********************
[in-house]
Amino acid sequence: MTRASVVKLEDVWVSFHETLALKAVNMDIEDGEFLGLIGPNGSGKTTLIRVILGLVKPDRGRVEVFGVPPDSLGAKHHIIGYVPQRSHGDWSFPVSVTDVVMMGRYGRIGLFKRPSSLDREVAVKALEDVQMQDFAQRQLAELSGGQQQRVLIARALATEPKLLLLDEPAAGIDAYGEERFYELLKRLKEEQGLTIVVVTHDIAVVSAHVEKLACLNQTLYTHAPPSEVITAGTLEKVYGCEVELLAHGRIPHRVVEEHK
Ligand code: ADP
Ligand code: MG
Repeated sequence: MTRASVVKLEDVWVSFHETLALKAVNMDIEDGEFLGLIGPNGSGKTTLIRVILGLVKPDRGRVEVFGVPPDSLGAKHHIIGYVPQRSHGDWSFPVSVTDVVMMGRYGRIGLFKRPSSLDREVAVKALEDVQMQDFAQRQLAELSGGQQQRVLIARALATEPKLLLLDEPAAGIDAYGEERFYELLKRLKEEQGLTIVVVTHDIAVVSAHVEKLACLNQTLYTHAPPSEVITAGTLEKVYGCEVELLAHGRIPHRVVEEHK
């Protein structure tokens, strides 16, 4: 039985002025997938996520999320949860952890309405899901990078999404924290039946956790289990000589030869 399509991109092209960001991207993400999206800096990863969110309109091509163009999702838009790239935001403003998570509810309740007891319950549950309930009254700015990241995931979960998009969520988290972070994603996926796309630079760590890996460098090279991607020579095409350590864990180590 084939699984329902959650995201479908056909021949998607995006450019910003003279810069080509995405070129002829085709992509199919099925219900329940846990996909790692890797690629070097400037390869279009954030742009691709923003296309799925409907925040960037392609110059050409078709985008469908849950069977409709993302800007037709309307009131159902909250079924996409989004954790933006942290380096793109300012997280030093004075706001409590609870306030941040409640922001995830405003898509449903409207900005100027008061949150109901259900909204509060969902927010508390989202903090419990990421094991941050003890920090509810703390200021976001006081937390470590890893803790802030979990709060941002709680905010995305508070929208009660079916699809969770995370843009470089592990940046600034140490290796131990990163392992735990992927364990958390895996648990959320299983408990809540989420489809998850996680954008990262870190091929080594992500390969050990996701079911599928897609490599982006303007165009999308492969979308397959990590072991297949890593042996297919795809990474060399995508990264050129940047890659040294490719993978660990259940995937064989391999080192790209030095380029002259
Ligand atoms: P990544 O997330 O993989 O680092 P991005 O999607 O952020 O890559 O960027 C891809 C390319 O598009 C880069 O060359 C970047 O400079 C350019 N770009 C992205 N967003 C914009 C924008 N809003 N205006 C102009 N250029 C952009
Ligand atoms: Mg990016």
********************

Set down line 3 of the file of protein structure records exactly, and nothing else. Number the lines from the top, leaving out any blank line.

Ligand code: ADP